While these are certainly risks that are associated with SAIs, the next question to ask would be if the risk is a necessary evil. We must remember that the consequences of climate change is not distant and its impacts are felt by some nations even now. Report No. 20 by the United Nations University show that 81% of households in Kiribati have been affected by sea-level rise, and their government is already making preparations to migrate its citizens to Fiji in the not-so-distant future. And Kiribati is not the only low lying island to face this near-certain future. The deployment of SRM technologies could potentially reverse this situation, but only if it is coupled with the massive reduction of greenhouse gases in the atmosphere.

Fig.2: High tide on Kiribati Island. Photo by Josh Haner/New York Times/Redux Pictures.

On that note, perhaps the existence of SRM as a potential future mitigation measure itself is detrimental in the efforts to reduce greenhouse gas emissions. However, we must also realise that the warming of the Earth is not the only effect of increased CO2 concentration in the atmosphere. Loss of nutritional value in food and ocean acidification are among the many other effects, and these cannot be solved by limiting solar radiation. SRM technology is not a sound argument to delay the global action we must take to limit our emissions. What it is, however, is a measure to save lives and avoid catastrophic tipping points. It is a monumental puzzle in morality and justice that governments must navigate in time to come.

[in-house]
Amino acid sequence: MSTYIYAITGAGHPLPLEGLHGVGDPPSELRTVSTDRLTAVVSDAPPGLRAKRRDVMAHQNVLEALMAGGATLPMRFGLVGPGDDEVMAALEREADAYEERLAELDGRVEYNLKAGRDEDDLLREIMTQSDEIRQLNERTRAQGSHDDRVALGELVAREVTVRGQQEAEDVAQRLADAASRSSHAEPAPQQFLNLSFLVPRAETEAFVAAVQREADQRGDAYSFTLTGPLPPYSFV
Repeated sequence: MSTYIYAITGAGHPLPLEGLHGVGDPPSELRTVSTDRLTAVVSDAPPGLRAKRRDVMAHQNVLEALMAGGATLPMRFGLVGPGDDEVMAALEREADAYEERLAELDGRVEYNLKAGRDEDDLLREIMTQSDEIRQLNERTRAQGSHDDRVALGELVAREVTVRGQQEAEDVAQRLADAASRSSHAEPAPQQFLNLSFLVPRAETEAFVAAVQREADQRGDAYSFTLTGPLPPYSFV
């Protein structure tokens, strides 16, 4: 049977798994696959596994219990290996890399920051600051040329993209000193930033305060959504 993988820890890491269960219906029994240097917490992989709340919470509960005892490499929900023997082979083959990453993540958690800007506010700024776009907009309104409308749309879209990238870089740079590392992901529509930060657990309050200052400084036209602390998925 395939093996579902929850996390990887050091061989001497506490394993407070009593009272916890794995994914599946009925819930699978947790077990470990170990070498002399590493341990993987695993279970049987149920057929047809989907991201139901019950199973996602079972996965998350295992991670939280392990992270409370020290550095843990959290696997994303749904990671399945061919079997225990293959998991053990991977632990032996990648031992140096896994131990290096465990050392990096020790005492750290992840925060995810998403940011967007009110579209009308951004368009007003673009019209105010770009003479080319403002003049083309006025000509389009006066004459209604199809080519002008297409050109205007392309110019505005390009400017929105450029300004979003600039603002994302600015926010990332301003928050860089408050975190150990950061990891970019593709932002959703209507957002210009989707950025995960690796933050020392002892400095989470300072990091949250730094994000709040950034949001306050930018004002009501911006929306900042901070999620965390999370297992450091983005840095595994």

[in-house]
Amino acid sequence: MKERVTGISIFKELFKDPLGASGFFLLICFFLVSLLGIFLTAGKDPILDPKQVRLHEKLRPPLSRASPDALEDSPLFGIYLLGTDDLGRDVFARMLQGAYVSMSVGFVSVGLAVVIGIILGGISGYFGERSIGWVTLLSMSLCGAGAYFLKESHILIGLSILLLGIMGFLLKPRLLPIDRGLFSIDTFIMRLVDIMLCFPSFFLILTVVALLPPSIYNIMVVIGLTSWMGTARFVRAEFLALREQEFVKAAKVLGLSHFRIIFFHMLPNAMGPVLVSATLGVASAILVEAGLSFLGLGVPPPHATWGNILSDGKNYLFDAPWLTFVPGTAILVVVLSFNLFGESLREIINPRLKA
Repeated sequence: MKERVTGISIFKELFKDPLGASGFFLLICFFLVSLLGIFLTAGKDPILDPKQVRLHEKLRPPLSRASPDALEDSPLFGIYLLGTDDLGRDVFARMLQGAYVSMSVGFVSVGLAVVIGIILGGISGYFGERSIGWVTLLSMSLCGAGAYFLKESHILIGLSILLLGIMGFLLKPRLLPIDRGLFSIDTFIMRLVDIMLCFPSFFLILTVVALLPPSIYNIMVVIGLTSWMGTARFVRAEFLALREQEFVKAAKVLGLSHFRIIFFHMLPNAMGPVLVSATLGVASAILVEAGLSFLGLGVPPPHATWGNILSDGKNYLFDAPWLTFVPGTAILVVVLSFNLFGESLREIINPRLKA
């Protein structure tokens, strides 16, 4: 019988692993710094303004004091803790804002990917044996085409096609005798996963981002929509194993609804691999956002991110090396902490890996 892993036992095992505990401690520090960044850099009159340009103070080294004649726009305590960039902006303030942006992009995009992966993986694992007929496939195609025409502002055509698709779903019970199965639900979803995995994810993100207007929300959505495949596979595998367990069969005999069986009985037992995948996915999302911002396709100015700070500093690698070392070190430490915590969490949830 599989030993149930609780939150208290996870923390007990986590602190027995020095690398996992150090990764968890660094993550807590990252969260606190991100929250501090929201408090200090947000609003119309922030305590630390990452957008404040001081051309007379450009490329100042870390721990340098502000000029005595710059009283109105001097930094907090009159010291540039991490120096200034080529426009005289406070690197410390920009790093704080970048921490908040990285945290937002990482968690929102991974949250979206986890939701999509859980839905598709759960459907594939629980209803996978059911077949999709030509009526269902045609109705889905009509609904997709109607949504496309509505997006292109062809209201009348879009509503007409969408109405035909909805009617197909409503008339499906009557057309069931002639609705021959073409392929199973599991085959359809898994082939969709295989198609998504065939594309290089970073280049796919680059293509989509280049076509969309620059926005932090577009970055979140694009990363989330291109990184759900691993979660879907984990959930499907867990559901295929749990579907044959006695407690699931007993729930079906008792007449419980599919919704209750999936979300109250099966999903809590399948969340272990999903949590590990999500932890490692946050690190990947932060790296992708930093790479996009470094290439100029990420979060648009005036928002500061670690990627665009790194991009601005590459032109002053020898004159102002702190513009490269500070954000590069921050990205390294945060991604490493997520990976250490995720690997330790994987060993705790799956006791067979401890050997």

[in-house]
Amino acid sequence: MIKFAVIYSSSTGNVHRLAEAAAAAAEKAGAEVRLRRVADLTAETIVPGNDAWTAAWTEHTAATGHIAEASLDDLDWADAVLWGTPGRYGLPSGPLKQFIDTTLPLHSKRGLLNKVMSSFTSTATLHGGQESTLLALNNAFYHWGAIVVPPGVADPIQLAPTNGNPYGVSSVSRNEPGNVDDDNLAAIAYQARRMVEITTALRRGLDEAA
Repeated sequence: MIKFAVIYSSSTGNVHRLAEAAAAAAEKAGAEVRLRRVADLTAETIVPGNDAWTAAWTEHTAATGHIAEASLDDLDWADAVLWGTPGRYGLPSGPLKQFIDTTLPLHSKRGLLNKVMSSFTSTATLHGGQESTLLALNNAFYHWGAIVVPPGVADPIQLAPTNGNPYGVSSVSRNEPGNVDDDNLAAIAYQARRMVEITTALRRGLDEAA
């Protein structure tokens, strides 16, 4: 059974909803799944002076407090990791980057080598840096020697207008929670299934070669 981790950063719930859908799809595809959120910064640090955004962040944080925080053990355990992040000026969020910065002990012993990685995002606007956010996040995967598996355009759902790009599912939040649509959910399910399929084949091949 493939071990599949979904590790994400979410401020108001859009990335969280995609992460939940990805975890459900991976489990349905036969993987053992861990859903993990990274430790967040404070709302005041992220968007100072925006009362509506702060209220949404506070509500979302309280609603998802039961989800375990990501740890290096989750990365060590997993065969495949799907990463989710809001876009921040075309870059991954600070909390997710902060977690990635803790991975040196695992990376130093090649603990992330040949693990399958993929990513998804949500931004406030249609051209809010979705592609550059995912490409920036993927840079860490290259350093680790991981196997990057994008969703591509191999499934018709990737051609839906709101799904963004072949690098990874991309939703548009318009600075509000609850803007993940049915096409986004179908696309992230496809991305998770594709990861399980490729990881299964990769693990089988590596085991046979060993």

A brief introduction to Geoengineering

On the 15th of June, 1991, a shockwave was detected near the city of Nagoya in Japan. Originating 2800km southwest of the city, Mt. Pinatubo in the Philippines exploded in the second-largest eruption in a hundred years. The eruption threw a cloud of ash and gas more than 35 kilometres into the atmosphere, a cloud containing almost 20 million tons of sulfur dioxide that circulated several times around the globe. When sulfur dioxide is injected into the stratosphere, it oxidises and combines with water to form sulfuric acid. Suspensions of these sulfuric acid droplets in the air forms an aerosol, which produces a “global dimming effect” by reflecting solar radiation back into space. Studies found that the dimming effect caused by the eruption of Mt. Pinatubo reduced global average temperatures by up to 0.5°C.

Fig. 1:  The 1991 eruption column from Mount Pinatubo taken from Clark Air Base. U.S. Geological Survey Photograph taken by Richard P. Hoblitt.

The concept behind this “sun shield” is undergoing serious consideration as a measure to reduce global average temperatures to stave off global warming. It is known as Stratospheric Aerosol Injection (SAI) – the artificial injection of sulfur-based particles into the upper atmosphere – and it falls under a category called Solar Radiation Management (SRM). SRMs aims to control the amount of solar energy the Earth retains from the sun and is not limited to SAI. Other ideas that have been proposed vary from switching to lighter coloured crops with a higher albedo, to launching mirrors in space to reflect a percentage of incoming sunlight.